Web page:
3. Encryption is like talking to a friend who lives far away, and you're using a language only both of you understand.

    Also, networks work like one big game of telephone, where a piece of information is handed from one device to the next to the next to the next.

    When you're browsing the internet, there are a few different ways to keep track of what you're doing. Until really recently(and for some people, even today), a lot of the information that was sent over the network wasn't encrypted, meaning any device along the way could read that information. Now that most of it's encrypted, that's often not the case, but DNS requests in many cases still aren't encrypted, so unless you're using encrypted DNS, anyone along the way can see that you've made a request for pornhub.

    Incognito browsers have nothing to do with that. Incognito browsers deal only with your computer's own record of its own browser history. If you use incognito, your browser doesn't keep a record of where you've been, and doesn't store any kind of settings for sites you've visited. So in an incognito browser, if you change a font size, sign in, yadda yadda yadda, and then quit, your browser basically has amnesia and loses memory of whatever you'd done in the window.

    None of that affects the ability of the devices between your computer and the ones its communicating to from keeping track of all of the requests they passed along and where the final destinations seemed to be for that data.

    VPNs should definitely be legal. The easiest example is when working for your employer. You save information containing private information that your employer doesn't want to become public(even things like which companies your employer works with). By directing all information through one computer, it reduces the possibility of attacks on individual people's computers. Other information includes things for people working for the government(sensitive government information, military information).
    Or people's personal medical information.

Just keep in mind:
  1. VPNs with encryption prevent people from eavesdropping, but your browser still has a history of where you've been.
  2. Incognito windows prevent your browser from remembering where you've gone, but unencrypted data can still be remembered by any device that handled it along the way to where it was going. This includes information sent *by* your computer(like requests for pages) and sent *to* your computer(like the web pages and media that are sent back)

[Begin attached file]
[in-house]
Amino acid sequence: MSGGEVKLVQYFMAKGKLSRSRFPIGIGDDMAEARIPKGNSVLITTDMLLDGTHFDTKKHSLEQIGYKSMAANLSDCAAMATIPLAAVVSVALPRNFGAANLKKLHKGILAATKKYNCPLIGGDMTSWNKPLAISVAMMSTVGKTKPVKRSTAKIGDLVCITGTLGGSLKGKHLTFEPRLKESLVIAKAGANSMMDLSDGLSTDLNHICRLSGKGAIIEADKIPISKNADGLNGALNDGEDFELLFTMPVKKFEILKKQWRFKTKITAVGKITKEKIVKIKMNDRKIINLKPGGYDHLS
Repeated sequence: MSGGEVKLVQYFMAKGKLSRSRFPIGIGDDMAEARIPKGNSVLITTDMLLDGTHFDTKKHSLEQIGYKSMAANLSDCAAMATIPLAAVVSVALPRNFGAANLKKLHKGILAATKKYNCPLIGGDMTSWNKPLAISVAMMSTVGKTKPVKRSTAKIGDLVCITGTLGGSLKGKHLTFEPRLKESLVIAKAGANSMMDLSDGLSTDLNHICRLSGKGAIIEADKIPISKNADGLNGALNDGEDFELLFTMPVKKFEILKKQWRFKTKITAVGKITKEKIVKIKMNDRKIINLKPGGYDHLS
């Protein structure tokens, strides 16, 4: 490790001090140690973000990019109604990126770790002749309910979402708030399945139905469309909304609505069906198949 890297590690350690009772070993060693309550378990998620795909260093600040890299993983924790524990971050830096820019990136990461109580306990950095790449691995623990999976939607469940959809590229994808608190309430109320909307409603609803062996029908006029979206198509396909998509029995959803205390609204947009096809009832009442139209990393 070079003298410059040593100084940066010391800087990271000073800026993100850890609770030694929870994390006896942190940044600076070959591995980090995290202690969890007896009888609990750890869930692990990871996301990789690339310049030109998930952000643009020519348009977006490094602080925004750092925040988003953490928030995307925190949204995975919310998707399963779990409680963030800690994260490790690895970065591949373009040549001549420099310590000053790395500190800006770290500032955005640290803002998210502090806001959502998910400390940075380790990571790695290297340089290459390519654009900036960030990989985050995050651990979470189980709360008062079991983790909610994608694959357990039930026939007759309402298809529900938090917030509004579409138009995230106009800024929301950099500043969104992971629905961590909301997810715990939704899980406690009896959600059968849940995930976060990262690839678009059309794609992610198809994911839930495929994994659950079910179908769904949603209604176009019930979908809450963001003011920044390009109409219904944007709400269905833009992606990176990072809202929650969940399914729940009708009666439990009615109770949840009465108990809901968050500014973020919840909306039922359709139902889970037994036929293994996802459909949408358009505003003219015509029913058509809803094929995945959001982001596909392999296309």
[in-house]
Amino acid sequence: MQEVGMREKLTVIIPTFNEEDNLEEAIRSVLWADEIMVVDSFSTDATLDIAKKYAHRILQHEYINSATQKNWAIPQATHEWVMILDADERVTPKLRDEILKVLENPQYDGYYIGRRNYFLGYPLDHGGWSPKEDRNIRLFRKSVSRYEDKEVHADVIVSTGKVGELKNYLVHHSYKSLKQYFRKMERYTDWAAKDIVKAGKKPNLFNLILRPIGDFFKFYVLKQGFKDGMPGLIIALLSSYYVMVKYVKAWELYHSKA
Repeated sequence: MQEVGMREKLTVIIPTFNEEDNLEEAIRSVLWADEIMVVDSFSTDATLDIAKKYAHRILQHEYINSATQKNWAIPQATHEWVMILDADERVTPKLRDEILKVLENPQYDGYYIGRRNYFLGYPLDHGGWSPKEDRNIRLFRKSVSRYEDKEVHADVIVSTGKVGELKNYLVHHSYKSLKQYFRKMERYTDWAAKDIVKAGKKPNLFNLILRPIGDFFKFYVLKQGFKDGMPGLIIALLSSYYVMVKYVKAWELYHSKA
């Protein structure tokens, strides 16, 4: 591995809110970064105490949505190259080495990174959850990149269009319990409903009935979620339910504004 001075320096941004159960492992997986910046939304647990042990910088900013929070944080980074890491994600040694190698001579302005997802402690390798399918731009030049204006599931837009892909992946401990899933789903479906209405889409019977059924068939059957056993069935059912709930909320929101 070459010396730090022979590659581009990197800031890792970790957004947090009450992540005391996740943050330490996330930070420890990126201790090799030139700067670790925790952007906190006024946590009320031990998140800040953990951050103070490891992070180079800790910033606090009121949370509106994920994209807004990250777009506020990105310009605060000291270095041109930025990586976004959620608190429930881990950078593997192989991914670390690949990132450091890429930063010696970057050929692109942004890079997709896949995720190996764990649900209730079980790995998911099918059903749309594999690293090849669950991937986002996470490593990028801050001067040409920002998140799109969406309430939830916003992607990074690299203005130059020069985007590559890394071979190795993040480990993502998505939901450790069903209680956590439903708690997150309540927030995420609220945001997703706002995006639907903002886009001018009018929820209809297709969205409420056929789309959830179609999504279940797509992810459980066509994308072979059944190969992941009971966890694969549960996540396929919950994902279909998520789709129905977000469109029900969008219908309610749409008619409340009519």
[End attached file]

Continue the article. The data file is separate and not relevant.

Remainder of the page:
dv
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ukimalefu Canadized
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Some websites know you're using a VPN and don't like it. One reason is security. You used to login from the US and suddenly you want to login from Europe? nope, that's suspicious, get out.

You may need to disable the VPN for banking stuff and sites like amazon (who handles transactions with your credit card)

White listing doesn't work? I don't know what to say. MAybe disable the VPN completely and try again? maybe delete the site's cookies and try again?
Mustapha Mond Daring to be stupid
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Nord seems to have access points in the US. I tell it to connect to a US server from time to time, so I guess that's an access point...? Nord itself is located in Panama IIRC.

It looks like I'm going to have to play around with settings and maybe delete and reinstall a few things.

I'm concerned that the white list should make a difference at least if I'm using a server that's in the US, so there's that to figure out too.

Fortunately, this has only been a minor annoyance, because anything that involves the inner workings of the internet or even networking in general just baffles me for some reason.

Re #3: Does a VPN typically encrypt DNS requests?

I'm looking at Private Internet Access and might make a switch. Though I've already paid for two years of Nord. Overall I like NordVPN, but now I'm not sure if it's missing important features.

Re: That picture with the straws: I can't decide if that's kinky or gross.
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obvs To hell with toilet paper. I own a bidet
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Mustapha Mond posted:
Re: That picture with the straws: I can't decide if that's kinky or gross.
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VPN and web blocker questions